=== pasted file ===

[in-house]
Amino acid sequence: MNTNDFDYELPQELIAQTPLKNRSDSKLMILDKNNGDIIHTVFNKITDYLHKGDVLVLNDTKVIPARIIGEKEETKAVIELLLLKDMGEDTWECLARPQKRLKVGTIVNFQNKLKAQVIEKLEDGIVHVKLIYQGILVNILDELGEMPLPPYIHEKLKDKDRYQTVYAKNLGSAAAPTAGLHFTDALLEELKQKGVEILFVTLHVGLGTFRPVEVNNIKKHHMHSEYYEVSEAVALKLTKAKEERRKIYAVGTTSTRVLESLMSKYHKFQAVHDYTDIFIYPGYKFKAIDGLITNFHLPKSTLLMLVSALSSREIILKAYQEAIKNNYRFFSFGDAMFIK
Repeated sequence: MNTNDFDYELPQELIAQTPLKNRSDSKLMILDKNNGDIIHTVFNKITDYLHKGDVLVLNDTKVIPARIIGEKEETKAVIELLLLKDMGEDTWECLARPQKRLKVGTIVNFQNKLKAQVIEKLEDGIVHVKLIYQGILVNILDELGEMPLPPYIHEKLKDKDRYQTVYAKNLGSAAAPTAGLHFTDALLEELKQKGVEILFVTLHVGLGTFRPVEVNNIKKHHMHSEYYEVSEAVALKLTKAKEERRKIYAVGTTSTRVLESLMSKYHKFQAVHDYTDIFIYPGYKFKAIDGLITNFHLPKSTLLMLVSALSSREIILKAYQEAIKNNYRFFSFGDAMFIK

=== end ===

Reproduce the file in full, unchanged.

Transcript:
[in-house]
Amino acid sequence: MNTNDFDYELPQELIAQTPLKNRSDSKLMILDKNNGDIIHTVFNKITDYLHKGDVLVLNDTKVIPARIIGEKEETKAVIELLLLKDMGEDTWECLARPQKRLKVGTIVNFQNKLKAQVIEKLEDGIVHVKLIYQGILVNILDELGEMPLPPYIHEKLKDKDRYQTVYAKNLGSAAAPTAGLHFTDALLEELKQKGVEILFVTLHVGLGTFRPVEVNNIKKHHMHSEYYEVSEAVALKLTKAKEERRKIYAVGTTSTRVLESLMSKYHKFQAVHDYTDIFIYPGYKFKAIDGLITNFHLPKSTLLMLVSALSSREIILKAYQEAIKNNYRFFSFGDAMFIK
Repeated sequence: MNTNDFDYELPQELIAQTPLKNRSDSKLMILDKNNGDIIHTVFNKITDYLHKGDVLVLNDTKVIPARIIGEKEETKAVIELLLLKDMGEDTWECLARPQKRLKVGTIVNFQNKLKAQVIEKLEDGIVHVKLIYQGILVNILDELGEMPLPPYIHEKLKDKDRYQTVYAKNLGSAAAPTAGLHFTDALLEELKQKGVEILFVTLHVGLGTFRPVEVNNIKKHHMHSEYYEVSEAVALKLTKAKEERRKIYAVGTTSTRVLESLMSKYHKFQAVHDYTDIFIYPGYKFKAIDGLITNFHLPKSTLLMLVSALSSREIILKAYQEAIKNNYRFFSFGDAMFIK